Audio-Facial Laughter Detection
in Naturalistic Dyadic Conversations
Our experiments show that our multimodal
approach supported by bagging compares favorably to the state of the art in presence of detrimental factors such as cross-talk,
environmental noise, and data imbalance.
This paper presents a data collection of social interaction dialogs involving humor between a human participant and a robot. In this work, interaction scenarios have been designed in order to study social markers such as laughter.
We present a novel method for training a social robot to generate backchannels during human-robot interaction. We address the problem within an off-policy reinforcement learning framework, and show how a robot may learn to produce non-verbal backchannels like laughs, when trained to maximize the engagement and attention of the user.
We explore the effect of laughter perception and response in terms of engagement in human-robot interaction. We evaluate the interactions with objective and subjective measurements of engagement and user experience.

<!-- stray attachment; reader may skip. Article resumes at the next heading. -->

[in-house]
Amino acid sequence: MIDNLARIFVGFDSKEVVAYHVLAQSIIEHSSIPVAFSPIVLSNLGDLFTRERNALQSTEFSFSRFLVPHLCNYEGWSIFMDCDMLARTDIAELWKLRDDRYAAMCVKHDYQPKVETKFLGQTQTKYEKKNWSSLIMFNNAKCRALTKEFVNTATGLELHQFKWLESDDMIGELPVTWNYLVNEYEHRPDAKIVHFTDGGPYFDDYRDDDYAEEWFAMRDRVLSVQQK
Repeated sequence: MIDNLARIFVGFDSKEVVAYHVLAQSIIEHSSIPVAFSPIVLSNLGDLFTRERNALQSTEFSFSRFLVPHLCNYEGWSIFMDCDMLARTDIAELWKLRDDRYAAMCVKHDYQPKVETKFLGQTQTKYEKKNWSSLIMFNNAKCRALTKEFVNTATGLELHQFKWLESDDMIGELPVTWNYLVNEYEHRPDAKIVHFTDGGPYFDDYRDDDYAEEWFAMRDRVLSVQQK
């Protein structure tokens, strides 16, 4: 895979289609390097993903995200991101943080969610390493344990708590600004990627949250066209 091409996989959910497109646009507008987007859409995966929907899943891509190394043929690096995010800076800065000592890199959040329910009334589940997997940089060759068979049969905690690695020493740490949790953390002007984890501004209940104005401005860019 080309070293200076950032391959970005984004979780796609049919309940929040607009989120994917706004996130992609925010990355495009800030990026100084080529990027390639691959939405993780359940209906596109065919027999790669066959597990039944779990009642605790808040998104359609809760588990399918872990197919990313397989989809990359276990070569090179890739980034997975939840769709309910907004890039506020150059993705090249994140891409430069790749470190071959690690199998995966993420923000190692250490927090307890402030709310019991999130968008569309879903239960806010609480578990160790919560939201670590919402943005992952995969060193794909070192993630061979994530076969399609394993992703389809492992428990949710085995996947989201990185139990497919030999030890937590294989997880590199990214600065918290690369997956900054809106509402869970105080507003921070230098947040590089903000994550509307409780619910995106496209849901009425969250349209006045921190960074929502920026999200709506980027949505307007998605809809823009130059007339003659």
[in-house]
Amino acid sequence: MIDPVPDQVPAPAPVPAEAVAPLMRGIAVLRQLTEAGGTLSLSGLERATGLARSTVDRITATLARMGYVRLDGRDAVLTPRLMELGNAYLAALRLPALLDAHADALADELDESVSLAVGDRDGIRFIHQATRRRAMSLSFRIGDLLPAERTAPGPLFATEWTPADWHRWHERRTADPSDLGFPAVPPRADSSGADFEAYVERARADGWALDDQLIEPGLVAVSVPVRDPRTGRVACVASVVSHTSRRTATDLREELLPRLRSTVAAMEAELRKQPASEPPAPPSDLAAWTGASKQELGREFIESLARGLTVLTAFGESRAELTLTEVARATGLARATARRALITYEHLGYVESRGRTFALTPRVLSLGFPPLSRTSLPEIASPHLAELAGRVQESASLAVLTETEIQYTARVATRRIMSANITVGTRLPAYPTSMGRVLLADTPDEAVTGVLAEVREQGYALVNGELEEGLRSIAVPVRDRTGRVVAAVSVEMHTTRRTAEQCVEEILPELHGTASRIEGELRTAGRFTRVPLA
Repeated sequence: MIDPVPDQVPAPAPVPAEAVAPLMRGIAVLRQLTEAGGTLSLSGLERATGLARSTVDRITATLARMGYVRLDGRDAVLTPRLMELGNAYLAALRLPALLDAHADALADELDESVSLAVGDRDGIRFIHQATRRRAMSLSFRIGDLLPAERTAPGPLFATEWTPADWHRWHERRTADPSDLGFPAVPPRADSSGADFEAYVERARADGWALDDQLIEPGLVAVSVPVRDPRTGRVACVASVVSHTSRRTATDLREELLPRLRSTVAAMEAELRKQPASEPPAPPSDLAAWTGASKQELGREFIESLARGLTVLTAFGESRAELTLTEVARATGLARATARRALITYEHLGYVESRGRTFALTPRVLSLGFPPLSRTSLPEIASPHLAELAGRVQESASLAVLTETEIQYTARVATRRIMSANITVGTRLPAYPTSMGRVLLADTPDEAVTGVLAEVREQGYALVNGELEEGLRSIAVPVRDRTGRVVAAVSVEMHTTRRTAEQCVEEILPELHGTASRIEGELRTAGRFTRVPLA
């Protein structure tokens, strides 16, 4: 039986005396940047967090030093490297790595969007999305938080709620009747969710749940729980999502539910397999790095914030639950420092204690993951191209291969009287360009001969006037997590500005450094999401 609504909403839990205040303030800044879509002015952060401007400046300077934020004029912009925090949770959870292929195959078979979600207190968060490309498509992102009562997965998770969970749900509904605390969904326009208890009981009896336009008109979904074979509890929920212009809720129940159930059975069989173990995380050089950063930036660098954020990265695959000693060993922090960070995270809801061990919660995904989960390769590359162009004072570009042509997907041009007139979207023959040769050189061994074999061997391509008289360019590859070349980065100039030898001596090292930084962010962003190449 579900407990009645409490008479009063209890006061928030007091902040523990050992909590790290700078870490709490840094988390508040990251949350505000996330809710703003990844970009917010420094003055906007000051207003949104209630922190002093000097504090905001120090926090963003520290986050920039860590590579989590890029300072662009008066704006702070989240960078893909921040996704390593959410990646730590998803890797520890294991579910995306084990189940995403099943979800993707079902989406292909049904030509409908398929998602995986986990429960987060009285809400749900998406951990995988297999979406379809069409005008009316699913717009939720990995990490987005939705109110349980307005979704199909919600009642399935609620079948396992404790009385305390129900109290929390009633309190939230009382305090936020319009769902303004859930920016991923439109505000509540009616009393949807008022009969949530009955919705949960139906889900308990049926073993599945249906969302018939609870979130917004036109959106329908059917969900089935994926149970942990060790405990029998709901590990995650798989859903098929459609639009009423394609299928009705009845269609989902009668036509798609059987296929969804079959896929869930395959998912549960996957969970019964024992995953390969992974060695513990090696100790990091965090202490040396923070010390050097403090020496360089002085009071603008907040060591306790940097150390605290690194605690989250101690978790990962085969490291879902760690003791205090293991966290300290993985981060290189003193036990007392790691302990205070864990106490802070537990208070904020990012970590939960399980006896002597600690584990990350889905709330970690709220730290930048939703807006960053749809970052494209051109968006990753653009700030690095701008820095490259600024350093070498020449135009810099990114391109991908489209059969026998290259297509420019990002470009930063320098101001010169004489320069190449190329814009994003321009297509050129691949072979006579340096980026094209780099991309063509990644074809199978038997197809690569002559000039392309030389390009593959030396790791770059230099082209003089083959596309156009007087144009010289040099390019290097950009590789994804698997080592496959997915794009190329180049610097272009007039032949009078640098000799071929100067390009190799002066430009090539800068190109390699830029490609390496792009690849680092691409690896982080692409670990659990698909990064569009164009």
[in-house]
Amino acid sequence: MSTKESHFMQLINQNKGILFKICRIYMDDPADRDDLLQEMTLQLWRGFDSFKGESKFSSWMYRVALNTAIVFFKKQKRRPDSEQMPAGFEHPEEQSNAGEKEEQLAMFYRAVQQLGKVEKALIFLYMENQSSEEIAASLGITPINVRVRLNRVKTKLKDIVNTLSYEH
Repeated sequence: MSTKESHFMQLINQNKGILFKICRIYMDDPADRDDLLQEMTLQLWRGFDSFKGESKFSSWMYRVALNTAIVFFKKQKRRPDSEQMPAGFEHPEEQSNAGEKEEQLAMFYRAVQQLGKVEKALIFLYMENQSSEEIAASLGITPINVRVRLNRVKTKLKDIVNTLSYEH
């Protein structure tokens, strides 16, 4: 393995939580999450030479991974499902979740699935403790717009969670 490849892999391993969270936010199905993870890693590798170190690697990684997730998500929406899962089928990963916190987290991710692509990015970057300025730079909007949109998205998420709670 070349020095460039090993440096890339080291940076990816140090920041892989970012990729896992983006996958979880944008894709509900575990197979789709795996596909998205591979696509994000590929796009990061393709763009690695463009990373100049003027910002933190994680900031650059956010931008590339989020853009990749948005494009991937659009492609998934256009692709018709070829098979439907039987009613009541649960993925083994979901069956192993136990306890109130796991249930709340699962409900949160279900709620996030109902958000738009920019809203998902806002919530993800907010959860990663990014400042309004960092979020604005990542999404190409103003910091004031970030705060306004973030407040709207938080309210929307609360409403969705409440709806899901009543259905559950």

Since the strict separation of working spaces of humans and robots has experienced a softening due to recent robotics research achievements, close interaction of humans and robots comes rapidly into reach. In this context, physical human– robot interaction raises a number of questions regarding a desired intuitive robot behavior.
We investigate how collaborative guidance can be realized in multimodal virtual environments for dynamic tasks involving motor control. Haptic guidance in our context can be defined as any form of
force/tactile feedback that the computer generates to help a user execute a task in a faster, more accurate, and subjectively more pleasing fashion